“I had a definite aversion to therapy, even after I got hurt in 2016. I think a lot of that is cultural, too,” he said. “There certainly is a stigma about therapy, about counseling. I think that stuck deeply with me, and I realize now, having had some counseling since then, that that would have been a really ... critical component of my recovery: just dealing with my new life, my new body.”

He’s hopeful that addressing psychological and emotional traumas will expedite the physical recovery process for those who take advantage of Bridging Bionics and Pathfinders working together.

“I’m pretty confident that we’re going to see way more physical gains when folks are dealing with some of the latent traumatic baggage of their injuries,” he said. “I think the purpose for this collaboration was to kind of start treating the whole human being, the whole person, not just the physical manifestation of the injury.”

What that actually looks like is still open to discussion. In fact, Monday’s presentation was as much about getting feedback from the Bridging Bionics community about their needs as it was announcing the Pathfinders partnership.

“We’re not trying to force anything; we want to be there for you, for the family. Families are just aching, hurting, struggling. We want to show up for everybody in whatever way is needed,” Daily said. “I’ve got 10 counselors who are available.”

Of those, Max Mancini will likely be a first point of contact, and anyone interested can call him directly. White said that it was Mancini’s empathy that first really struck him as being different from White’s image of a therapist analyzing the patient on the couch.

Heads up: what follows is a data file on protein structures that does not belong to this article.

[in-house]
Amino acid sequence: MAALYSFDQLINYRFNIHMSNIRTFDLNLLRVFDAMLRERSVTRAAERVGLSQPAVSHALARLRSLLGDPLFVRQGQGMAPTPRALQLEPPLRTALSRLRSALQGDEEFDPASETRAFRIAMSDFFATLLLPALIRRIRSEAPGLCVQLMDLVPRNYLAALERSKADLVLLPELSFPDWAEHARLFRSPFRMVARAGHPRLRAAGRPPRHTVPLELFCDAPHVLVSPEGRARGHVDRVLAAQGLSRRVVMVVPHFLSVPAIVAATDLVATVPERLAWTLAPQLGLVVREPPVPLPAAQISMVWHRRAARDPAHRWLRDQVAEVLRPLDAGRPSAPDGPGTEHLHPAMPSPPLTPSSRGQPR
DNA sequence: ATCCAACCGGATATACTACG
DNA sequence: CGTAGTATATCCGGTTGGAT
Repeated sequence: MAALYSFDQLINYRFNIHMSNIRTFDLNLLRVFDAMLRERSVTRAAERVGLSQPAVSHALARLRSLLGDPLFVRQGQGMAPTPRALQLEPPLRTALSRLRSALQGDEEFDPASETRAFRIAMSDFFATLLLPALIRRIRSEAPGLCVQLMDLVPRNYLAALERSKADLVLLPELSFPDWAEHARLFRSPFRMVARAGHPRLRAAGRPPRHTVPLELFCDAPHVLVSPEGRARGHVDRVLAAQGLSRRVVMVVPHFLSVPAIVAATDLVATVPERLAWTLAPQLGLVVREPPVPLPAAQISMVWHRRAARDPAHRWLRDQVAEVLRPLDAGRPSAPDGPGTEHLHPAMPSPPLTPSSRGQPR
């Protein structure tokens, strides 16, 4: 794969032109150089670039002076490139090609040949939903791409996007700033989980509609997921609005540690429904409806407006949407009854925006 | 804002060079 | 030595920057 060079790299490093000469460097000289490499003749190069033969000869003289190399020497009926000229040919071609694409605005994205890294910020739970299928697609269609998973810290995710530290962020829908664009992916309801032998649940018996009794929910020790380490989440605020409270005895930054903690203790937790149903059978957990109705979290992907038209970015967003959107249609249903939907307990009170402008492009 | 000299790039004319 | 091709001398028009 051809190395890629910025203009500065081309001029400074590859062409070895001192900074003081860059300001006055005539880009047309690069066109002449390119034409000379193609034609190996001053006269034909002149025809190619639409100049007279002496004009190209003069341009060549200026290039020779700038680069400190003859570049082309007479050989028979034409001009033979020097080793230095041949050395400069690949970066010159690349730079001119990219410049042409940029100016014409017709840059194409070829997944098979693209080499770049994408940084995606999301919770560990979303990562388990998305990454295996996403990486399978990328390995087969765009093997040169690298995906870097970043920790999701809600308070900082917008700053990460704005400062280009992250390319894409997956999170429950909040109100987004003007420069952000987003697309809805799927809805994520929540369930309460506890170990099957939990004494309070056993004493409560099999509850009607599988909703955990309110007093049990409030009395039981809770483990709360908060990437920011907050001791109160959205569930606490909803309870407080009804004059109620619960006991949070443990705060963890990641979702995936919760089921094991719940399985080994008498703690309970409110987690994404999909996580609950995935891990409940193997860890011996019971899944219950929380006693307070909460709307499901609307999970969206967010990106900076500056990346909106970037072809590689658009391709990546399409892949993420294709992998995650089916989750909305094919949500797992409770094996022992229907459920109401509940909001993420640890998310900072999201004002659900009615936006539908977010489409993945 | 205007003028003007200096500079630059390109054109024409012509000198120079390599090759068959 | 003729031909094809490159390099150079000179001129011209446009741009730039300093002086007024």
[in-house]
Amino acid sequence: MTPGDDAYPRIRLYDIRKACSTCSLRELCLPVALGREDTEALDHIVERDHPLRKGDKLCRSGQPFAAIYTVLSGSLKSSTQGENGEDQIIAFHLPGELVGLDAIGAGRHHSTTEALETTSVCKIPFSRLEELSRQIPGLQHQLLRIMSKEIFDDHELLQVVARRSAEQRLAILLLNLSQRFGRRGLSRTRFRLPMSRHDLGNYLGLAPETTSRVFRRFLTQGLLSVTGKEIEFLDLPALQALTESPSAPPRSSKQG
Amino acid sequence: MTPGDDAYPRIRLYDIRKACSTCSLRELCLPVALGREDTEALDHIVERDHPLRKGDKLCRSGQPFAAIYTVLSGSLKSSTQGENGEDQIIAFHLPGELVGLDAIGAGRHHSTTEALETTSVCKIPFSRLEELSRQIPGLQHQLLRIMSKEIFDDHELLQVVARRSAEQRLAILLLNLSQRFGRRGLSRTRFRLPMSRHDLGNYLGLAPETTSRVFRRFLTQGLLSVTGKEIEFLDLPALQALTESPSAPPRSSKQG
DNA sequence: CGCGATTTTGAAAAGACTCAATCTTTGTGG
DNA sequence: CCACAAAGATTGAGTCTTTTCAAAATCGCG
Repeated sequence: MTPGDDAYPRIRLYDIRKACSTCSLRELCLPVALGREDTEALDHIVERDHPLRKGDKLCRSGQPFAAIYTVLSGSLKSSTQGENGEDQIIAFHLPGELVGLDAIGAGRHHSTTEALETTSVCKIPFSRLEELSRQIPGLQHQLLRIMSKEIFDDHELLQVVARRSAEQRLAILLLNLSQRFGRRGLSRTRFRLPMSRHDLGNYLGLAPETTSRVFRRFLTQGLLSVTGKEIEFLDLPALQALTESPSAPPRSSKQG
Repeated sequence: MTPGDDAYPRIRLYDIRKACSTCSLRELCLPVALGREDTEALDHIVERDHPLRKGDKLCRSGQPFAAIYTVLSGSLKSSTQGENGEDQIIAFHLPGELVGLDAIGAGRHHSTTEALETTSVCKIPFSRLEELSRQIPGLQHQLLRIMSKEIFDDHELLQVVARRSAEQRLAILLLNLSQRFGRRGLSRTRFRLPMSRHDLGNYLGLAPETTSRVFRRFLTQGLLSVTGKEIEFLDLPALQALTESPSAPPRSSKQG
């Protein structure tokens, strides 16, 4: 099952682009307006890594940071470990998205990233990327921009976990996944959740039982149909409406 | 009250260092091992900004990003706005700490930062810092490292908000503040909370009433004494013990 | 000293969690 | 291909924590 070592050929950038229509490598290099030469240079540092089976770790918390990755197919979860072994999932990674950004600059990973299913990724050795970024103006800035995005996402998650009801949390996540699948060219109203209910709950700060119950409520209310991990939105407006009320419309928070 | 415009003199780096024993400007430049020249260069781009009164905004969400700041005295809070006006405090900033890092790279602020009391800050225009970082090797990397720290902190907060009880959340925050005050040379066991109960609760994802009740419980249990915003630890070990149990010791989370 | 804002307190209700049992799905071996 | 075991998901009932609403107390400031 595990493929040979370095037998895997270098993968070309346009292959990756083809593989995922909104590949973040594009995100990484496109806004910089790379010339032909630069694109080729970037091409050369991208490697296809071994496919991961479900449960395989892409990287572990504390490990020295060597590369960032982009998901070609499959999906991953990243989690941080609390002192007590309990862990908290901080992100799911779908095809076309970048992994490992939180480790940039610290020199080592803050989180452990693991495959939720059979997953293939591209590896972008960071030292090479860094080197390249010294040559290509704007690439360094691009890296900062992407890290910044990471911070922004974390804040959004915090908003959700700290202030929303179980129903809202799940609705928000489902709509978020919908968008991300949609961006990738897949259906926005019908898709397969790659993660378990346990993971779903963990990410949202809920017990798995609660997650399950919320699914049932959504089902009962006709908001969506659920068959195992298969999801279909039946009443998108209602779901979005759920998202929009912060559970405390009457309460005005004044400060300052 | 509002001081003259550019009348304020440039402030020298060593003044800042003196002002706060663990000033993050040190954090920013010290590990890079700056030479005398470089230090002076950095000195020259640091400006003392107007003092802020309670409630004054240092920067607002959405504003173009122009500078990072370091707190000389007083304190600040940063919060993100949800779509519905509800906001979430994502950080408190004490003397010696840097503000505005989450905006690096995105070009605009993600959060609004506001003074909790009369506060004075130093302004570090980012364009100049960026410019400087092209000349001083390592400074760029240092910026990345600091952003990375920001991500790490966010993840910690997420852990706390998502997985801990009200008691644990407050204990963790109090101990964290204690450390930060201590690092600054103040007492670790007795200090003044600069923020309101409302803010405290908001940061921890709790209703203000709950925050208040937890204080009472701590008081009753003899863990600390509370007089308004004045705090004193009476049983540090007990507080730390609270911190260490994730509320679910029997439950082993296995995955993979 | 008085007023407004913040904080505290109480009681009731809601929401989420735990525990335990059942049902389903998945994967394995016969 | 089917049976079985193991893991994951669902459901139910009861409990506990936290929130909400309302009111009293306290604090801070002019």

For his part, Mancini is no stranger to trauma.

“I think I fell asleep and passed into oncoming traffic,” he told the group of a fateful drive to Crested Butte from a trip to Denver. “When I woke up, I couldn’t say anything because there was a breathing tube. I asked for a pen and asked if my girlfriend had made it, and they said she hadn’t, and I immediately blacked back out.”

The girlfriend he’d just learned was dead had been six months pregnant.

“I immediately asked for a therapist. I had surgeries coming up that I had to focus on, but through that, finding someone was so important for me,” he said. “Through all that process, I really realized what counseling can do. What it means to be human and to suffer and to have fun and all of that.”

It ultimately inspired a career change for Mancini, and he and his wife share a counseling practice in Aspen.

“My hope is that it’s more accessible than it was for me. Before [the] accident, it’s something I never would have considered, but I realized it can give a little bit back to everybody,” he said. “It’s something so simple and there’s such a big stigma around it that we’d like to erase.”

The emphasis in Monday’s conversation really was everybody: those who’ve sustained a life-changing injury, but also their loved ones and caregivers. Possibilities range from free one-on-one counseling to group therapy sessions to retreats complete with massages.

“It’s up to you. We’re just opening a door, and if you want to make the phone call, it has to come from you. Maybe it’s in a month, and maybe it’s next year. There’s no time requirement, but this is a gift to you. And if you’re a mom or a dad or a wife … this is all for you: the loved ones that are a little bit separated,” Boxtel said. “I’m really proud of you for showing up tonight. Look at the room, and look at the community we’ve built.”


Megan Tackett is a reporter for the Aspen Daily News. She can be reached at or on Twitter @MeganTackett10.